It was a war that killed some 80,000 people and sputtered to life again and again over two decades, pulling in soldiers including a young Ethiopian who fought in a contested town at the center of the conflict. On Friday, Abiy Ahmed, now Ethiopia’s prime minister, received the Nobel Peace Prize for taking the crucial step to end the fighting.
The bitter border conflict between Ethiopia and Eritrea, once a single nation, played out far from the global spotlight. Abiy’s abrupt announcement last year, just weeks after taking office, that his country would fully embrace a peace deal revived hopes for an end to one of Africa’s longest wars.
No one immediately knew whether the gesture of peace would be returned. Eritrea is one of the world’s most closed-off nations, and longtime President Isaias Afwerki’s response, if any, was mere speculation. Then, in another surprise, he accepted.
Here is a look at the conflict and its end.
WHY WERE THEY FIGHTING?
Eritrea gained independence from Ethiopia in 1993 after years of rebel warfare. Friction remained, especially along the border, which was never completely settled. In 1998 fighting broke out and raged for two years, ending with a peace deal that Ethiopia refused to accept. It rejected the agreement’s handing of key border locations to Eritrea.
Nearly two decades of a no-peace-no-war situation followed, and Eritrea continued to withdraw into itself.
WHAT HAPPENED LAST YEAR?
Ethiopia early last year was weary from months of anti-government protests demanding greater freedoms from a repressive ruling coalition. When Prime Minister Hailemariam Desalegn resigned, a relatively little-known young leader took his place.
Abiy quickly surprised the country with a wave of reforms, but the gesture of peace to Eritrea was the most unexpected. For the first time in years, families long divided by the conflict dared to consider the possibility of seeing loved ones again. But how would Eritrea react?
Its leader, Isaias, appeared wary, noting “positive signals” and sending a rare delegation to “gauge current developments directly and in depth.” Things picked up quickly from there.
“We have tried war and found it useless,” Abiy told his Eritrean visitors. “We want our brothers and sisters to come here and visit us as soon as possible.”
Less than two weeks later, Abiy arrived in Eritrea’s capital and was welcomed with hugs and laughter by Isaias, a joyous scene that was once unthinkable. Diplomatic, communication and transport ties would soon be restored, the leaders announced.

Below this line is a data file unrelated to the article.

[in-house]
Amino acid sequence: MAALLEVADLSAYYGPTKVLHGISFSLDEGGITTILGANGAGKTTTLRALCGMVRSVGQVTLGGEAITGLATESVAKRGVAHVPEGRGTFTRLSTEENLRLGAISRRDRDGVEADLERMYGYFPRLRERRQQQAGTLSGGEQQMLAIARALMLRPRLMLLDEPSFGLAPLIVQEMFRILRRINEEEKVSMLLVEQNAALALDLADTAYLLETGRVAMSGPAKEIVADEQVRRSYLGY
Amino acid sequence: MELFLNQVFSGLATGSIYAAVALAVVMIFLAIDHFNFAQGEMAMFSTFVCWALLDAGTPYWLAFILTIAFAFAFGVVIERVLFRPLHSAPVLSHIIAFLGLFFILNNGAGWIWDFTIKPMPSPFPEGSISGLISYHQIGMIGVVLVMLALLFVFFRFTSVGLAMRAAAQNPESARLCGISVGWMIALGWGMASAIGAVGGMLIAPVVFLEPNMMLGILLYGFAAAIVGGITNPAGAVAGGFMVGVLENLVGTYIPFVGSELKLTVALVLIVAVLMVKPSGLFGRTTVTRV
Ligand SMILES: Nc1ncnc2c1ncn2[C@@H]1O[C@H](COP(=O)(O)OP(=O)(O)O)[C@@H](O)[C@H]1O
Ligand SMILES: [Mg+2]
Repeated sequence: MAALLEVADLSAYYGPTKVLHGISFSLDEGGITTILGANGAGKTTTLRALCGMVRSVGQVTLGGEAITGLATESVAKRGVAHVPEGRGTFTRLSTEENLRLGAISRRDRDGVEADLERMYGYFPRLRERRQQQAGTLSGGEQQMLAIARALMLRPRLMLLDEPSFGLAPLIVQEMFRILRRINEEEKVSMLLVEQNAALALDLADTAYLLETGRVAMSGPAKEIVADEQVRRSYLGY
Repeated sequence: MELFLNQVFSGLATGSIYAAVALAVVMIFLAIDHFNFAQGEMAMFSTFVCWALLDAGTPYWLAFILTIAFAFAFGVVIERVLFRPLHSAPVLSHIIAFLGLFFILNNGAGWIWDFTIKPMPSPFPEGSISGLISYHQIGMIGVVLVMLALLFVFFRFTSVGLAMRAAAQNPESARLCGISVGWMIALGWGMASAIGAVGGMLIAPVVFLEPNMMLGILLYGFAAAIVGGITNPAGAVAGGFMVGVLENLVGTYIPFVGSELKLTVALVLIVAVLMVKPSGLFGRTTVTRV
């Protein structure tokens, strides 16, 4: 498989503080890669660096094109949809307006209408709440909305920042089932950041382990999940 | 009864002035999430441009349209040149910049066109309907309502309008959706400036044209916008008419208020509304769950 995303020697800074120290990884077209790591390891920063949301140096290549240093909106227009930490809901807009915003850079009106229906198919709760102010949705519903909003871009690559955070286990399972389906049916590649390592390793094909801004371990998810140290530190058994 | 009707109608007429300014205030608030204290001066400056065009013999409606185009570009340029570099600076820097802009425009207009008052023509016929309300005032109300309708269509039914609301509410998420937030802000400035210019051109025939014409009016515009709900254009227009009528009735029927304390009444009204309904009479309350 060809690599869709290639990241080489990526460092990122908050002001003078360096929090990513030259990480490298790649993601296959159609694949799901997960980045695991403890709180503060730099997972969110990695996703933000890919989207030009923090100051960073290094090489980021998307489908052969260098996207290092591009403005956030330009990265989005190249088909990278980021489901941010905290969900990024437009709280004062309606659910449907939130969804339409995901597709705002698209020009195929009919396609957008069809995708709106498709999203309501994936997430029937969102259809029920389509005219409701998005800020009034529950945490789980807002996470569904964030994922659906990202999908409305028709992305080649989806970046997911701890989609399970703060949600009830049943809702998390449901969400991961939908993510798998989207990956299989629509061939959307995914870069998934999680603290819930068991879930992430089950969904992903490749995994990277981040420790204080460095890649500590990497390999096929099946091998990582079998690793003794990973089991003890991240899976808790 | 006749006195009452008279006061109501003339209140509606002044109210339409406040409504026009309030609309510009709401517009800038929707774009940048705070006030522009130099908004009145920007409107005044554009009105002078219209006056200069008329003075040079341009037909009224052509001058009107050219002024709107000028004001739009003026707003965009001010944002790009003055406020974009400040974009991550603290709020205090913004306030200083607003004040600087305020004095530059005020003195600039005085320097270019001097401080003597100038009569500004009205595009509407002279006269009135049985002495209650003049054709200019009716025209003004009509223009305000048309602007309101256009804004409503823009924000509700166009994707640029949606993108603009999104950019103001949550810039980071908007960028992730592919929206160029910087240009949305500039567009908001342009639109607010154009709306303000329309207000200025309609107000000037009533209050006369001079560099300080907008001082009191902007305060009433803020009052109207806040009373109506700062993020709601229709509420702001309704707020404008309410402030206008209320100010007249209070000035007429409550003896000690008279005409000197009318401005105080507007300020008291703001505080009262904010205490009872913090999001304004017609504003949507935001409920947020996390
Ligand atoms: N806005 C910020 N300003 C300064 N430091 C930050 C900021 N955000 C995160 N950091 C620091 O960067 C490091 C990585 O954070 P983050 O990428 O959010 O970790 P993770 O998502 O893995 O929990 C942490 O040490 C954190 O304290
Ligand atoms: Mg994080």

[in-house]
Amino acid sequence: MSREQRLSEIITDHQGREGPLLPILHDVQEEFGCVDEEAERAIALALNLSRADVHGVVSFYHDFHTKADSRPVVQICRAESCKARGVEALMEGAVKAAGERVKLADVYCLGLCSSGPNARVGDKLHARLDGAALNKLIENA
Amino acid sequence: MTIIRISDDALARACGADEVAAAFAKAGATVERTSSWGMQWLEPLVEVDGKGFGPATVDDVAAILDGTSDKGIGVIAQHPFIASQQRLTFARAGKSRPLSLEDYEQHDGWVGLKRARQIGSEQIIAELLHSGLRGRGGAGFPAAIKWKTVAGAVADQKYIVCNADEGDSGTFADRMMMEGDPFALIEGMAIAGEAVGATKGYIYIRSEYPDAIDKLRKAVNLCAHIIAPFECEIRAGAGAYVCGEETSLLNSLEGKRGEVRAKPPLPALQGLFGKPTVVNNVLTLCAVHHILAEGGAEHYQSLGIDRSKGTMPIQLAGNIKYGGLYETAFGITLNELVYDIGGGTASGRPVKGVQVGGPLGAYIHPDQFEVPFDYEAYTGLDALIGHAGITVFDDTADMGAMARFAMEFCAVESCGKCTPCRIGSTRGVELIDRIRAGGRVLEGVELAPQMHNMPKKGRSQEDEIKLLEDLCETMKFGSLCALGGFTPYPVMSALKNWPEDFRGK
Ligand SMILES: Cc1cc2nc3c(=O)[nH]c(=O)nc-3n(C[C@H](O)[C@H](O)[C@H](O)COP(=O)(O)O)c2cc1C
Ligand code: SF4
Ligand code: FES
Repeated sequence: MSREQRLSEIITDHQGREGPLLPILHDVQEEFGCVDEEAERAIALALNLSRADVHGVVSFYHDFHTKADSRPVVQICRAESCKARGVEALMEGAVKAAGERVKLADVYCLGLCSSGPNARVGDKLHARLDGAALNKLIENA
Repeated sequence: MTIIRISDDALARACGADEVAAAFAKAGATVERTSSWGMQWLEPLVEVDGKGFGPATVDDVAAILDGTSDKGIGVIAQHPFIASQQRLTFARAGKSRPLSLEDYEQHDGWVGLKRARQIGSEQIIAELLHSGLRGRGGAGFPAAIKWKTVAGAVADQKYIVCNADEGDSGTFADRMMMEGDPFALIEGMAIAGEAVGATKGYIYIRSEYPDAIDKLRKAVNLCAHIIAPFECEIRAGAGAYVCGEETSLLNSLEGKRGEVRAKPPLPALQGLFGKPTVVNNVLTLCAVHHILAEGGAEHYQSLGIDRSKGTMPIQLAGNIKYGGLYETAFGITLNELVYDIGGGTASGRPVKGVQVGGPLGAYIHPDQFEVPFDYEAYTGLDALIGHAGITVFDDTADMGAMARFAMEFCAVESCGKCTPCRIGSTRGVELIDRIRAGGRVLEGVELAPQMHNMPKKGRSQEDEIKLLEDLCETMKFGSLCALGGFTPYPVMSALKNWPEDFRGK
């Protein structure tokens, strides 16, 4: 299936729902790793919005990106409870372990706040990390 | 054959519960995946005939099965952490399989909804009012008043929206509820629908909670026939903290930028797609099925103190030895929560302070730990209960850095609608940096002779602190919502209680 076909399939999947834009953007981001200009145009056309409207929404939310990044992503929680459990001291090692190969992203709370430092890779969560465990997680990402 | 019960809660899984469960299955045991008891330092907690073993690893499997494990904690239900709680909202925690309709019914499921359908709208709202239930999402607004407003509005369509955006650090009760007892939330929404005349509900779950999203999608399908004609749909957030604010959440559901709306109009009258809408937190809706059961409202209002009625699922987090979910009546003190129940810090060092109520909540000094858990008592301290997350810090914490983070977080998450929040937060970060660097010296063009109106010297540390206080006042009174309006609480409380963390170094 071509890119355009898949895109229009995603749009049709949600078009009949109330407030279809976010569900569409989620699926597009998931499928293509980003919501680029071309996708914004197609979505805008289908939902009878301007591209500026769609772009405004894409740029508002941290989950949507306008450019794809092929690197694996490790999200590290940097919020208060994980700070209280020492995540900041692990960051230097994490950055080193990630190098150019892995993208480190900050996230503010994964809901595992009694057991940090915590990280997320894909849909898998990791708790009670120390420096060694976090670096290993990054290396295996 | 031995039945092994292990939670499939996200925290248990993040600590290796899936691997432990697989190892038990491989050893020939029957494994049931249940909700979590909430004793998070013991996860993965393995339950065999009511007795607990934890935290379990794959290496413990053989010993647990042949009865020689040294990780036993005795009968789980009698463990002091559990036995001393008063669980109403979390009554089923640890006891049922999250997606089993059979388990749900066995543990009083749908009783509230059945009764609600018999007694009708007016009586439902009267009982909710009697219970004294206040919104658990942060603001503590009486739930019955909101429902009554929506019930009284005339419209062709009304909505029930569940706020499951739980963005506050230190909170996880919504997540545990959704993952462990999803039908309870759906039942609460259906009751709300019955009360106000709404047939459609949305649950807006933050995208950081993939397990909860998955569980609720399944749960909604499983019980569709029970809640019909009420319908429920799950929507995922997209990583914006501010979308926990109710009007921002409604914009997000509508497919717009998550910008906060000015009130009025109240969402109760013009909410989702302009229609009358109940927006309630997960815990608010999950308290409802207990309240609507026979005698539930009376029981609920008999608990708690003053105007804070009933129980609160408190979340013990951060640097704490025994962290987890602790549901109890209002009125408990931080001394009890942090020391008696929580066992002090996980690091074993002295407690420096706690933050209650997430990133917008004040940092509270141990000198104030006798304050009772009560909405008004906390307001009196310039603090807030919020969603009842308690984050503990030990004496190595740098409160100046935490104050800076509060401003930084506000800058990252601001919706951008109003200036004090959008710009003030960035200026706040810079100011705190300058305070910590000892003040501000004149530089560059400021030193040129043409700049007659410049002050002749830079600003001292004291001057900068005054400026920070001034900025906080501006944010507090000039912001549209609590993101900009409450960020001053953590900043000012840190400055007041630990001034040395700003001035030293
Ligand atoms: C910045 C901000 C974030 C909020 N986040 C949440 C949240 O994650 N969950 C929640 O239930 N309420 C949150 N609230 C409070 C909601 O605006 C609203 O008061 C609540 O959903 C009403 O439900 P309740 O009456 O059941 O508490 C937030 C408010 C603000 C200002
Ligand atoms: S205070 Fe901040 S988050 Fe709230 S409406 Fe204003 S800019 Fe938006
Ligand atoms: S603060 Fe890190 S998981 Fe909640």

“We can assure you we will face the future together,” Isaias said. “We will work as one.”
A week later he arrived in Ethiopia for the first time in 22 years, clasping his hands over his heart and addressing the crowd in Ethiopia’s official language, Amharic. It surprised one longtime Eritrean colleague, who said he’d never heard Isaias speak it.
HAS ERITREA CHANGED, TOO?
While communication and transport links remain open, border posts between Ethiopia and Eritrea didn’t stay open long, and there is no sign that Ethiopia’s reforms have infected its neighbor. The country remains tightly controlled and has not loosened the harsh system of military conscription that has led thousands of young people to flee.
But the war has ended, Ethiopia says, and some army units have been moved away from the border on its side. The two countries are said to still be working out the details of their new state of relations. Traffic and trade at the border, when it was open, was brisk.
Despite the warmth of last year’s reunions and Abiy’s meetings with Isaias since then, there was no comment from Eritrea’s government on the Nobel Peace Prize, even though the committee noted its leader’s role: “Peace does not arise from the actions of one party alone. When Prime Minister Abiy reached out his hand, President Afwerki grasped it,” the Nobel committee said.
The only comment appeared to come from Eritrea’s ambassador to Japan, who tweeted congratulations and added: “People of #Eritrea & #Ethiopia with blood, sweat & tears have won again over evil.”